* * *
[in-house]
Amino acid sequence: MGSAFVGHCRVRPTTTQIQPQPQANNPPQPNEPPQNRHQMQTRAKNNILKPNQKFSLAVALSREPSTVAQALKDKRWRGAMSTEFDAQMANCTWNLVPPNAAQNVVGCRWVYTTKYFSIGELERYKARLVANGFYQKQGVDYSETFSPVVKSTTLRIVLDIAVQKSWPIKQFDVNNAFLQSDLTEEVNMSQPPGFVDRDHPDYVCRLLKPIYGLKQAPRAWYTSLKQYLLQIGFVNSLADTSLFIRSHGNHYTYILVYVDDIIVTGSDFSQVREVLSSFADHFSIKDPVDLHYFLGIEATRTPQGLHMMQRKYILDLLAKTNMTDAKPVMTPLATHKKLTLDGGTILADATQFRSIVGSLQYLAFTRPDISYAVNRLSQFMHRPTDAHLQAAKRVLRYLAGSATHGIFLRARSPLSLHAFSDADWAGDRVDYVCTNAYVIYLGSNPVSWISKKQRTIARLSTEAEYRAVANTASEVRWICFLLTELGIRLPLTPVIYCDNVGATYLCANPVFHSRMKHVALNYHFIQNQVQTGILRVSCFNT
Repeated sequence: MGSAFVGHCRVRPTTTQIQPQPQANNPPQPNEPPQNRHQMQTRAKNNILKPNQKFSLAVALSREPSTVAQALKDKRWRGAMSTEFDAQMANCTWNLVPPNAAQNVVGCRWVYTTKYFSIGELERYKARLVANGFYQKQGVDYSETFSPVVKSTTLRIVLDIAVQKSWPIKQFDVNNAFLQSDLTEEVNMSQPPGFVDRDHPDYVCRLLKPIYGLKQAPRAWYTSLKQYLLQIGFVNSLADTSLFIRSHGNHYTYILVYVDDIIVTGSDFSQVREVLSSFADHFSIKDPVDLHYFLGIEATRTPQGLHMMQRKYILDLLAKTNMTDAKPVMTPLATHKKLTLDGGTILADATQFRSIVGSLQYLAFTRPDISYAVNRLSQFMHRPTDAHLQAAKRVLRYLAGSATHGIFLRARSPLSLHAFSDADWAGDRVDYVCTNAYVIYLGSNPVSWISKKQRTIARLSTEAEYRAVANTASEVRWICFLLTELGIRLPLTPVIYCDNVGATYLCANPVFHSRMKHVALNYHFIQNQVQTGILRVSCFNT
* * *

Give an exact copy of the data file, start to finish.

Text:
[in-house]
Amino acid sequence: MGSAFVGHCRVRPTTTQIQPQPQANNPPQPNEPPQNRHQMQTRAKNNILKPNQKFSLAVALSREPSTVAQALKDKRWRGAMSTEFDAQMANCTWNLVPPNAAQNVVGCRWVYTTKYFSIGELERYKARLVANGFYQKQGVDYSETFSPVVKSTTLRIVLDIAVQKSWPIKQFDVNNAFLQSDLTEEVNMSQPPGFVDRDHPDYVCRLLKPIYGLKQAPRAWYTSLKQYLLQIGFVNSLADTSLFIRSHGNHYTYILVYVDDIIVTGSDFSQVREVLSSFADHFSIKDPVDLHYFLGIEATRTPQGLHMMQRKYILDLLAKTNMTDAKPVMTPLATHKKLTLDGGTILADATQFRSIVGSLQYLAFTRPDISYAVNRLSQFMHRPTDAHLQAAKRVLRYLAGSATHGIFLRARSPLSLHAFSDADWAGDRVDYVCTNAYVIYLGSNPVSWISKKQRTIARLSTEAEYRAVANTASEVRWICFLLTELGIRLPLTPVIYCDNVGATYLCANPVFHSRMKHVALNYHFIQNQVQTGILRVSCFNT
Repeated sequence: MGSAFVGHCRVRPTTTQIQPQPQANNPPQPNEPPQNRHQMQTRAKNNILKPNQKFSLAVALSREPSTVAQALKDKRWRGAMSTEFDAQMANCTWNLVPPNAAQNVVGCRWVYTTKYFSIGELERYKARLVANGFYQKQGVDYSETFSPVVKSTTLRIVLDIAVQKSWPIKQFDVNNAFLQSDLTEEVNMSQPPGFVDRDHPDYVCRLLKPIYGLKQAPRAWYTSLKQYLLQIGFVNSLADTSLFIRSHGNHYTYILVYVDDIIVTGSDFSQVREVLSSFADHFSIKDPVDLHYFLGIEATRTPQGLHMMQRKYILDLLAKTNMTDAKPVMTPLATHKKLTLDGGTILADATQFRSIVGSLQYLAFTRPDISYAVNRLSQFMHRPTDAHLQAAKRVLRYLAGSATHGIFLRARSPLSLHAFSDADWAGDRVDYVCTNAYVIYLGSNPVSWISKKQRTIARLSTEAEYRAVANTASEVRWICFLLTELGIRLPLTPVIYCDNVGATYLCANPVFHSRMKHVALNYHFIQNQVQTGILRVSCFNT